Culture Hack

What “Beef” can teach brands about representation

Anger isn’t exactly an emotion I’ve had positive associations with growing up. Part of the double-edged sword of model minority mythology is the overriding belief system of tolerance, acceptance, and stoicism in response to discrimination and aggression. Lay low, study hard, work smart. Get angry about getting angry. “Zen” has been hardwired into the modern stereotype of East Asian representation.

Which is why “Beef”, one of Netflix’s breakout hits of 2023, feels so refreshing. Ostensibly, it’s a dark comedy about anger, emptiness and the meaning of fulfilled living. But it’s also an (almost entirely) Asian American cast doing the getting angry, and in doing so, defying all kinds of myths and assumptions without preaching or edutaining. 

Getting angry matters. A bamboo ceiling persists for Asian Americans who may be represented in companies, but find perceptions of ‘leadership’ and ‘assertiveness’ holding them back from senior roles in which they are disproportionately underrepresented in North America. In one study of Asian American women who had experienced discrimination, 34% reported that others had assumed they were submissive or passive. And what’s more, when AAPI communities (especially women of East Asian origin) do adopt dominant or assertive stances in the workplace, they are more likely to be harassed or discriminated against by colleagues for violating the prescriptive stereotypes still held by the mainstream.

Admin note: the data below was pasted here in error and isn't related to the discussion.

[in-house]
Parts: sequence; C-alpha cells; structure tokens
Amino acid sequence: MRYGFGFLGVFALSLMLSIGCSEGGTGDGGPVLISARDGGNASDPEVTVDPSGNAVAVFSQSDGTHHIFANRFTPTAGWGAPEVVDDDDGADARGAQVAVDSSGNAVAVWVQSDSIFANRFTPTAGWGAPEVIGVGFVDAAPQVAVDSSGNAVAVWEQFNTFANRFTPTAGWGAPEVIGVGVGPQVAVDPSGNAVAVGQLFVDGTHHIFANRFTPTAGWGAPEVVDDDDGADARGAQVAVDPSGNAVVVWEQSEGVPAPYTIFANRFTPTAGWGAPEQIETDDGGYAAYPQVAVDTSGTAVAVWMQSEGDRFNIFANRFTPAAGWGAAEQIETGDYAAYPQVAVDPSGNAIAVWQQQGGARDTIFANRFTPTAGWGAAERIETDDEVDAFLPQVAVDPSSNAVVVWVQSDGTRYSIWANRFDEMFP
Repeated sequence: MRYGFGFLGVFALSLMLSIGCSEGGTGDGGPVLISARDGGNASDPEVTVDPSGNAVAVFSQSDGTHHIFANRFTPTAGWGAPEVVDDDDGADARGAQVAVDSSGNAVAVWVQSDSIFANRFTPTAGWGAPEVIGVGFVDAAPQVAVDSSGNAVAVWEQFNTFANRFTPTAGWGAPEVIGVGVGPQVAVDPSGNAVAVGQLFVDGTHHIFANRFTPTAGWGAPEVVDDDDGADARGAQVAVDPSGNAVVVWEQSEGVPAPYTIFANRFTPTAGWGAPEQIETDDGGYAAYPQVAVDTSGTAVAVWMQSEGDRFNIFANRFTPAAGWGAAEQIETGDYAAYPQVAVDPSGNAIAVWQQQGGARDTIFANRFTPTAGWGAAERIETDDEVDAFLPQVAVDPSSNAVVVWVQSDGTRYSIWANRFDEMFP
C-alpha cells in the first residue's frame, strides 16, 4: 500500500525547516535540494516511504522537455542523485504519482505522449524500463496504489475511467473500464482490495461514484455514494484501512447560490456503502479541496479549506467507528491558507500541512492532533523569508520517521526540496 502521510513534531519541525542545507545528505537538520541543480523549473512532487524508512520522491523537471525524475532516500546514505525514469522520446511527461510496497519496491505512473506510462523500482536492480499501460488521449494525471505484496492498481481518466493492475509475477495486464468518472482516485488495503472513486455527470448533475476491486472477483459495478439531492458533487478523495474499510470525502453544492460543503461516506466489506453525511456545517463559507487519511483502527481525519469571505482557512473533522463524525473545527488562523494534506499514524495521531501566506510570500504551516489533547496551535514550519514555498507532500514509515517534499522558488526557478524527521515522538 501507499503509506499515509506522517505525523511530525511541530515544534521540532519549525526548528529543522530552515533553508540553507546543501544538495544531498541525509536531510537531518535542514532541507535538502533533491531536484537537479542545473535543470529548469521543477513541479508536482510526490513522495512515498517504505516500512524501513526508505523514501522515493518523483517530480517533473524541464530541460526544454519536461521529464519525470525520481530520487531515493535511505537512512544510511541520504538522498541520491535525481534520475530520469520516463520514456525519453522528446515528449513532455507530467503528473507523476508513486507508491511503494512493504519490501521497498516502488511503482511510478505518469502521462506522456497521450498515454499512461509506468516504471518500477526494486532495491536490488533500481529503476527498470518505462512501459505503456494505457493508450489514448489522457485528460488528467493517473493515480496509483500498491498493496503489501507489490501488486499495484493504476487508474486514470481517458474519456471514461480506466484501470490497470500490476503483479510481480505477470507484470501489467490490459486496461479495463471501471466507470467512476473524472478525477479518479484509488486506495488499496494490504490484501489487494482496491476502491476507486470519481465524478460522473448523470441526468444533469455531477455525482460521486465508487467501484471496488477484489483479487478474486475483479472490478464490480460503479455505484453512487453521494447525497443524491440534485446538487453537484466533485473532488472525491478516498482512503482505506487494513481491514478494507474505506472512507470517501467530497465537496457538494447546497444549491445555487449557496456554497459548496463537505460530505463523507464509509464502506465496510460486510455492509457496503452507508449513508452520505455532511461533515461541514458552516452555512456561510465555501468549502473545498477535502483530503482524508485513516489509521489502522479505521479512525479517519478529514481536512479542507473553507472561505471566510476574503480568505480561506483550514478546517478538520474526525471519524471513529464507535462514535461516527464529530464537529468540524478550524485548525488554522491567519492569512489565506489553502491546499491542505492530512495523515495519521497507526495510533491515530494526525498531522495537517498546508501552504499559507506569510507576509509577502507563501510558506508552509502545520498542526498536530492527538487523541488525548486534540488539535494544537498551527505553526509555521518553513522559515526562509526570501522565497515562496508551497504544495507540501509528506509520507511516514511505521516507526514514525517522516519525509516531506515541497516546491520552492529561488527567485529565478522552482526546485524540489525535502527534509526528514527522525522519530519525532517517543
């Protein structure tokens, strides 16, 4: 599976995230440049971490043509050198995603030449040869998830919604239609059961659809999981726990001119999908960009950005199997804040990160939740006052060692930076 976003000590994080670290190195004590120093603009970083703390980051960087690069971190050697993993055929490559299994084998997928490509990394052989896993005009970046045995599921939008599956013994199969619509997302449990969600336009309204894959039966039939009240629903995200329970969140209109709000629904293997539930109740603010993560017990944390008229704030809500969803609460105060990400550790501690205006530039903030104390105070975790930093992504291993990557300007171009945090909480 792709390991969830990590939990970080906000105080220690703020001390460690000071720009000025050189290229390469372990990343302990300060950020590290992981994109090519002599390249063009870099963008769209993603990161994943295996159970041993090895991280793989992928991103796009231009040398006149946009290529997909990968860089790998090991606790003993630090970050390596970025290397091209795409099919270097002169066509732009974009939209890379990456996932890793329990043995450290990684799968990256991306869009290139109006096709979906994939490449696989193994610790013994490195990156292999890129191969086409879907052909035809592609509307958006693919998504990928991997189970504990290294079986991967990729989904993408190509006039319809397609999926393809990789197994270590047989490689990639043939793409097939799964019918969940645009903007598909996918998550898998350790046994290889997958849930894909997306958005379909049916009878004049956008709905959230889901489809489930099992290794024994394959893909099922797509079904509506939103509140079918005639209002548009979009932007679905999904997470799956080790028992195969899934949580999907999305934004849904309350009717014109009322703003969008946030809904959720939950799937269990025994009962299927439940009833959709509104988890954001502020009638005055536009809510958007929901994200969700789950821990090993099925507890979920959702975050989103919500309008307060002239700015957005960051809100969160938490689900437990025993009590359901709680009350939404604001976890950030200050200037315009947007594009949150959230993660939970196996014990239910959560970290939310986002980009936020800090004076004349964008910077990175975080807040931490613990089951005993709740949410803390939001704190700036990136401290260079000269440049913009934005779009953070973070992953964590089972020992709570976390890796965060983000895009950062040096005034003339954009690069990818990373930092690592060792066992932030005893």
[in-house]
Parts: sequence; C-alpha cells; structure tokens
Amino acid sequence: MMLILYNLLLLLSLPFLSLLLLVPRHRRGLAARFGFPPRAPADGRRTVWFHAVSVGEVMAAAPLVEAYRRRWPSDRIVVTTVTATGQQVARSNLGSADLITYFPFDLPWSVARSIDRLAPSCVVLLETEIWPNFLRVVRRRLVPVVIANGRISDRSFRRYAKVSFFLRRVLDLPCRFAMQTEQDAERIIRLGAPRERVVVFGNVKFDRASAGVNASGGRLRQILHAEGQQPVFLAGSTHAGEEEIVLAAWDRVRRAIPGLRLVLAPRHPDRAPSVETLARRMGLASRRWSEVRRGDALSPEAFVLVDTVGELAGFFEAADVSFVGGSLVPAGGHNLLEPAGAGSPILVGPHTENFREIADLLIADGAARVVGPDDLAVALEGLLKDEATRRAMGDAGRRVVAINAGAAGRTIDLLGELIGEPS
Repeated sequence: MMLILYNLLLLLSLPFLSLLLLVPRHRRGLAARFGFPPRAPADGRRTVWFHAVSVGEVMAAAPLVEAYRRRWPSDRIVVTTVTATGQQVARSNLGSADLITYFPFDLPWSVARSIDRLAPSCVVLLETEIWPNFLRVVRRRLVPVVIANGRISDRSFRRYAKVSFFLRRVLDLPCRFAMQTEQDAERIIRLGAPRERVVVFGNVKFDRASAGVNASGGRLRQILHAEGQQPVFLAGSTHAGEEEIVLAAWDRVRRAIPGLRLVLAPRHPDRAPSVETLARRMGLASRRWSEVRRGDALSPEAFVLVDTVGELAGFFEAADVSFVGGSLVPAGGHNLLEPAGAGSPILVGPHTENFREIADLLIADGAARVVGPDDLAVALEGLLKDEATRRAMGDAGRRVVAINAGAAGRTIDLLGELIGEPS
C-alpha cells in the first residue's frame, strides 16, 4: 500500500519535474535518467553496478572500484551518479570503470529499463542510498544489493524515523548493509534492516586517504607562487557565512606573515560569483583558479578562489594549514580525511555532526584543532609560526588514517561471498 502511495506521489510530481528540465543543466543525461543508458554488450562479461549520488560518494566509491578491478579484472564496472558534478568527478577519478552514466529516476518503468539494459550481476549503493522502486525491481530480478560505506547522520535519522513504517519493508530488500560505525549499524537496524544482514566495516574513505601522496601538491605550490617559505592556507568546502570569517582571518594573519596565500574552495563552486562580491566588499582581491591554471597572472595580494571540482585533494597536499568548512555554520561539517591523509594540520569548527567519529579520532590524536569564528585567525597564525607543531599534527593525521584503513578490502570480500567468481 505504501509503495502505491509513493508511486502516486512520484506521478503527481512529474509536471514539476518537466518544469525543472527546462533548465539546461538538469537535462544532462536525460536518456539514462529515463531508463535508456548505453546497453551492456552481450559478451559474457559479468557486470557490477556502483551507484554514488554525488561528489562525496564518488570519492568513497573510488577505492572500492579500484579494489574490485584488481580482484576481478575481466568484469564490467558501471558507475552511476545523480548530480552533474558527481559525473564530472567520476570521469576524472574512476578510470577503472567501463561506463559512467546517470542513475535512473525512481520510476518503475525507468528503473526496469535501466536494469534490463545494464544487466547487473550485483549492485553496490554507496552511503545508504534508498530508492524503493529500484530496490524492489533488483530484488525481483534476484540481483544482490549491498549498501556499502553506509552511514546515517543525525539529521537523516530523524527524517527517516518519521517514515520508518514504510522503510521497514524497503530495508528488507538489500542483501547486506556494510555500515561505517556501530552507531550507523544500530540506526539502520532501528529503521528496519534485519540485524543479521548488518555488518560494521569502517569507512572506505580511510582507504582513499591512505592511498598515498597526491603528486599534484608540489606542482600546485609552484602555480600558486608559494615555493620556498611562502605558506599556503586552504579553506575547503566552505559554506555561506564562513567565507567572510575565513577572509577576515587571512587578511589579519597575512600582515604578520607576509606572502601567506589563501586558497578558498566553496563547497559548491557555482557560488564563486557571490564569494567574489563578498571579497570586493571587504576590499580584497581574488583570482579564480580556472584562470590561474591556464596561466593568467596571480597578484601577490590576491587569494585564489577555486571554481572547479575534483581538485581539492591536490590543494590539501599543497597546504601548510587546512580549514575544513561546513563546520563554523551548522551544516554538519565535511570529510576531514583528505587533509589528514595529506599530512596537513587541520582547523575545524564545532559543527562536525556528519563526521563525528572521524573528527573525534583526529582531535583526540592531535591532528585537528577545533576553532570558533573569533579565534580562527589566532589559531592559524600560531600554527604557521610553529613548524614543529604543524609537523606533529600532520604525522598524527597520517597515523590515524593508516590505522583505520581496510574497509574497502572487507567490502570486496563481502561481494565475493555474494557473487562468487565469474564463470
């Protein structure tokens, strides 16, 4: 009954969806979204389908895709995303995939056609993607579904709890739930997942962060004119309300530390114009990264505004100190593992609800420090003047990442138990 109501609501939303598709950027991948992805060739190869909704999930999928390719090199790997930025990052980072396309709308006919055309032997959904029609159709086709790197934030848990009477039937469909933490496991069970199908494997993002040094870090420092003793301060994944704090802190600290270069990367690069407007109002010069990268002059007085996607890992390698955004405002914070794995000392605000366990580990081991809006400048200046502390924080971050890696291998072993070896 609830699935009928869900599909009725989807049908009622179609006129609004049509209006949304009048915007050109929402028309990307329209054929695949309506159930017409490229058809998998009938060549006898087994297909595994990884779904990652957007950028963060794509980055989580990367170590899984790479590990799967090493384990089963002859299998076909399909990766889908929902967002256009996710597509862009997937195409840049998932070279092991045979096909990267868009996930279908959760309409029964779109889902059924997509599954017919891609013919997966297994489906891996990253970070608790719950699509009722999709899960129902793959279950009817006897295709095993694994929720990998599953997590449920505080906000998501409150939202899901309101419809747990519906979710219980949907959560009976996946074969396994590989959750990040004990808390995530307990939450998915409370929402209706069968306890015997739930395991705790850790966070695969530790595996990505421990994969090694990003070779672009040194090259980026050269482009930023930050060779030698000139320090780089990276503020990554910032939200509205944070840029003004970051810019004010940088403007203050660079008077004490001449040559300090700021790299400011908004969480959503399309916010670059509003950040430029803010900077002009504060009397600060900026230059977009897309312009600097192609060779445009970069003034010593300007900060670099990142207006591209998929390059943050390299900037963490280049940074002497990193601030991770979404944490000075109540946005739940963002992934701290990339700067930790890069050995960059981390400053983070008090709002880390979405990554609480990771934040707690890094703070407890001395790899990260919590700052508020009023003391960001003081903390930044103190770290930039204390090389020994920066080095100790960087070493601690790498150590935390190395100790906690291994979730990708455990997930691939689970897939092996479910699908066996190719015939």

As storytelling and elevating become the marketing bywords of our decade, maybe brands can take a leaf out of the “Beef” playbook and be unafraid to truly humanize. A healthy dose of messy, candid and raw as a tonic to inspirational storytelling and role-model perfection that can end up perpetuating the model minority myths we seek to break apart.

-Ed Hunt